In my last post, I talked about the need for electric cars that symbolise innovation, the cutting edge, etc. etc. Electric cars that car fanciers can relate to. At the other end of the spectrum, of course, is the need for cars that are practical for families without boy racers (or indeed girl racers in). As a strikingly normal, practical car for the everyman the Ford Focus Electric has a chance of being that car, the spiritual successor to the Model T.
The Ford Focus Electric seems to be somewhere in between: it’s still a presentable car but it’s takes a big step towards that market of electric cars for ordinary people. Ford has always been the make favoured by the practical driver rather than the flashy: my Dad, for instance, drives serious Ford estate cars with lots of boot space for family holidays. Ford’s place in history was secured, of course, by its provision of a car for the masses, the Model T, in 1908.
It’s difficult to see what the uptake will be at this stage: there’s the classic chicken-and-egg problem with electric cars that the infrastructure will only be built if there is demand for it (or expected demand), while the demand for the cars will only survive if there are places to charge them. The European Commission have recently outlined plans to get petrol cars out of city streets by 2050, in part with governments taking the lead in providing infrastructure . For the market to rise to this challenge, however, it needs big symbols that electric cars are on the way. Ford’s decision to step into that market may send a clear signal that the big guns of car manufacturing are taking the electric car seriously. As I’ve argued previously, rising oil prices from middle-east conflict and unrest may also prove a boost to such technologies.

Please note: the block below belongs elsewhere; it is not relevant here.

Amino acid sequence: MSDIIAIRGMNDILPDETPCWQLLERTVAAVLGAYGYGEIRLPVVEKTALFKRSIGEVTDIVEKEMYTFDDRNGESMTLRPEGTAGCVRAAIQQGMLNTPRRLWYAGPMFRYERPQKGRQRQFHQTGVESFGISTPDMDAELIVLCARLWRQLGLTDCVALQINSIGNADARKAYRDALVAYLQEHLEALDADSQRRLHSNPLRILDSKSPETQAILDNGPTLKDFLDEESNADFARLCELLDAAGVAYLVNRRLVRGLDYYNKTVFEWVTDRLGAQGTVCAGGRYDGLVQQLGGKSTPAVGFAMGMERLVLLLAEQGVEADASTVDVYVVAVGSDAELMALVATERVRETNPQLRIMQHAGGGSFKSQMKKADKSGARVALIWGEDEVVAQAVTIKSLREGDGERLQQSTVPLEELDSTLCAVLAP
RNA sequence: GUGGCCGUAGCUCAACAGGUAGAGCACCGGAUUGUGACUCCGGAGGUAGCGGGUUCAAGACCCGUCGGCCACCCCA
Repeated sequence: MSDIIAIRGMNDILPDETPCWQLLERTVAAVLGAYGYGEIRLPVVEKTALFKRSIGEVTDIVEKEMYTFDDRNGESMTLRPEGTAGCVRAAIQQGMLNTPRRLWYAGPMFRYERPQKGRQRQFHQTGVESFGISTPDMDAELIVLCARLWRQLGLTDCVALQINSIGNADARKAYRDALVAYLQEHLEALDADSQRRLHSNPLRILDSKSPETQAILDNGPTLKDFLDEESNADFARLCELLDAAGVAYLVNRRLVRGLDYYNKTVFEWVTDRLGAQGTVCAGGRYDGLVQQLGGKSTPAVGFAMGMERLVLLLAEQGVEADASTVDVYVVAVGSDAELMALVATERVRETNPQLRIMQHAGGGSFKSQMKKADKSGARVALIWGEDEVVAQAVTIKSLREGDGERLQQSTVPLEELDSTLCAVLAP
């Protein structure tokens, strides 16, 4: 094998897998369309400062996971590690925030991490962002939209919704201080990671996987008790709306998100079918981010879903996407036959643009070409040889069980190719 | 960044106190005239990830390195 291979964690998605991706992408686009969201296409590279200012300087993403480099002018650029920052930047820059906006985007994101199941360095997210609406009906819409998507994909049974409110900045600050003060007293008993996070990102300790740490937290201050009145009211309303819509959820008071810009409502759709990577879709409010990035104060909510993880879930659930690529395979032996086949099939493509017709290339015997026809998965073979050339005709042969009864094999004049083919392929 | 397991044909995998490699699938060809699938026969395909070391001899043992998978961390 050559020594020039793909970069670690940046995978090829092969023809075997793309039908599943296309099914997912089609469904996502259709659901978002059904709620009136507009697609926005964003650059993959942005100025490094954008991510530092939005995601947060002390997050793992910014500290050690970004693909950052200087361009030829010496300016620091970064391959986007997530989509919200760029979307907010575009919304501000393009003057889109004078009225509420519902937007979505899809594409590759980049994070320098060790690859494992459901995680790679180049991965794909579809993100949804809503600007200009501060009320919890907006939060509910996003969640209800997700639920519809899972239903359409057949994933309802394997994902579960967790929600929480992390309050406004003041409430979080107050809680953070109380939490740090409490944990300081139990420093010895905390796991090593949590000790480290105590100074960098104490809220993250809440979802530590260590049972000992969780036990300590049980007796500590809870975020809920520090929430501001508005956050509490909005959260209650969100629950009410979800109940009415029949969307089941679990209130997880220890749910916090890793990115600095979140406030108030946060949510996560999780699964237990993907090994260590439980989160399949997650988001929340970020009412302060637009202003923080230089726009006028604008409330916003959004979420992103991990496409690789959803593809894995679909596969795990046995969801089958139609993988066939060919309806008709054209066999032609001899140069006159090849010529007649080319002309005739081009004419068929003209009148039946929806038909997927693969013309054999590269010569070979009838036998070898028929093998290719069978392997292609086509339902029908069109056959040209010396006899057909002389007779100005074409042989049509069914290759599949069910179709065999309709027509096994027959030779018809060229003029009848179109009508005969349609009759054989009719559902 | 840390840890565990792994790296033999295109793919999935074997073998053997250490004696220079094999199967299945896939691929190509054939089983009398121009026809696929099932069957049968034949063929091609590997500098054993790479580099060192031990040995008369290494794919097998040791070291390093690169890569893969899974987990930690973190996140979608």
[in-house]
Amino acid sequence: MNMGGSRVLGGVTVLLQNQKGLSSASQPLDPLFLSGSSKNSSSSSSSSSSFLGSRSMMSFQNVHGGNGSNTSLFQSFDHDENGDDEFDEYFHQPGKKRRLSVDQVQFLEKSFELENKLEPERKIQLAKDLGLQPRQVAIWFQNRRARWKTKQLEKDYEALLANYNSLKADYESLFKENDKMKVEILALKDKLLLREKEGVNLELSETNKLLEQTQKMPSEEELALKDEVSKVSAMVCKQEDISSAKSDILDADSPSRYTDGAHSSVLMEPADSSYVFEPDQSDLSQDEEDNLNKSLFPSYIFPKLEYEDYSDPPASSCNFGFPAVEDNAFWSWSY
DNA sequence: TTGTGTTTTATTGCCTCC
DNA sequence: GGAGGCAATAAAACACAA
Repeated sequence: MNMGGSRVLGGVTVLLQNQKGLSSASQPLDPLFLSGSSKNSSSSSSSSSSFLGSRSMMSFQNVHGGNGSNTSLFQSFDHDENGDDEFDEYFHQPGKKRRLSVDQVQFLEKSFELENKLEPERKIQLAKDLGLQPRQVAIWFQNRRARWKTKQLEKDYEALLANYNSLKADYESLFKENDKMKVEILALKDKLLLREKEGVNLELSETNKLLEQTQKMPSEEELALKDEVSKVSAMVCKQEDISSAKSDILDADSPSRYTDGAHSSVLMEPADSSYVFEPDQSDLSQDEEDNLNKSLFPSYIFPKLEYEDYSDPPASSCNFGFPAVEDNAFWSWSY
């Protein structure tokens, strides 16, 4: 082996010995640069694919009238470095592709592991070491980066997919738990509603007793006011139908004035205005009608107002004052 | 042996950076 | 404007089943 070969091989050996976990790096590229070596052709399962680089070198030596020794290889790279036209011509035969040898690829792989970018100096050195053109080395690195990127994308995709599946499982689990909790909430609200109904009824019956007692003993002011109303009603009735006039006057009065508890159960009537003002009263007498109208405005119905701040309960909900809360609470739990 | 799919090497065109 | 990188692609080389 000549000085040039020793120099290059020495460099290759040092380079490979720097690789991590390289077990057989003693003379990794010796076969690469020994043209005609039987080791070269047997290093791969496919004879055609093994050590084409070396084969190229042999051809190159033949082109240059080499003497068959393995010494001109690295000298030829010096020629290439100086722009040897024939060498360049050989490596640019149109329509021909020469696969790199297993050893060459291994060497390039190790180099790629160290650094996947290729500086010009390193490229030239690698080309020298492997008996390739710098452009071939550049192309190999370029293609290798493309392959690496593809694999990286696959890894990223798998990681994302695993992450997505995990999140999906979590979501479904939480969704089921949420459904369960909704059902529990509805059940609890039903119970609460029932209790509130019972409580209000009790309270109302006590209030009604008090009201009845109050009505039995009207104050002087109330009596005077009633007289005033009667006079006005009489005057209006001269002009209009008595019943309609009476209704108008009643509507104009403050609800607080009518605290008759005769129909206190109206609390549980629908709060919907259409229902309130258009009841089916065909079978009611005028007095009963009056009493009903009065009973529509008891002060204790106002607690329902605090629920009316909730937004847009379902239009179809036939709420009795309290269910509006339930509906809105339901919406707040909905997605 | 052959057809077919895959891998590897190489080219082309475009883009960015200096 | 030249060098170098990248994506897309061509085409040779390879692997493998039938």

I am also pleased to see they’ve stuck with the design of their existing ordinary, nice-looking cars. With the greatest respect to some of the other pioneers in this field, lots of electric cars are frankly wierd-looking in a way that it’s difficult to get over. A blog on treehugger.com Ford’s move to normality this as a bold strategy, moving away from the model of selling eco-friendly cars that make a statement about their own uniqueness. Meanwhile a CNN blog has criticised Ford for “coming to the eco-party late”, near a year behind its rivals, but perhaps this reflects a more mature product: according to their PR, the Ford Focus Electric is also “designed to offer sufficient range to cover the majority of daily driving habits”, in this case about 100 miles. It is also good to see they’re aware of and seeking to tackle the problem.
Ford have already dabbled in hybrid cars, such as the upcoming C-MAX Energi. (I hope am not the only person who finds the use of an “i” in the brand name “Energi” slightly tiresome.) I find hybrid cars an interesting and slightly odd market because it is so dominated by the Toyota Prius, which somehow managed to tie itself entirely to the concept of hybrid cars in the public mindset much as “hoover” became synonymous with vacuum cleaner. (The example I always think of with this is the episode of The West Wing where Josh Lyman, the White House’s Deputy Chief of Staff, is photographed crashing an SUV into a Prius, a fantastic symbol of arrogant anti-environmentalism that they then have to manage the fallout from.)
As far as I know there isn’t a fully electric car that has that kind of dominance yet. Or maybe there is among car fanciers and it just hasn’t filtered down to sane people grownups me yet. Will Ford be able to roll out the definitive, yet reassuringly normal electric car, the model T for our generation? Time will tell. Good luck to them, say I.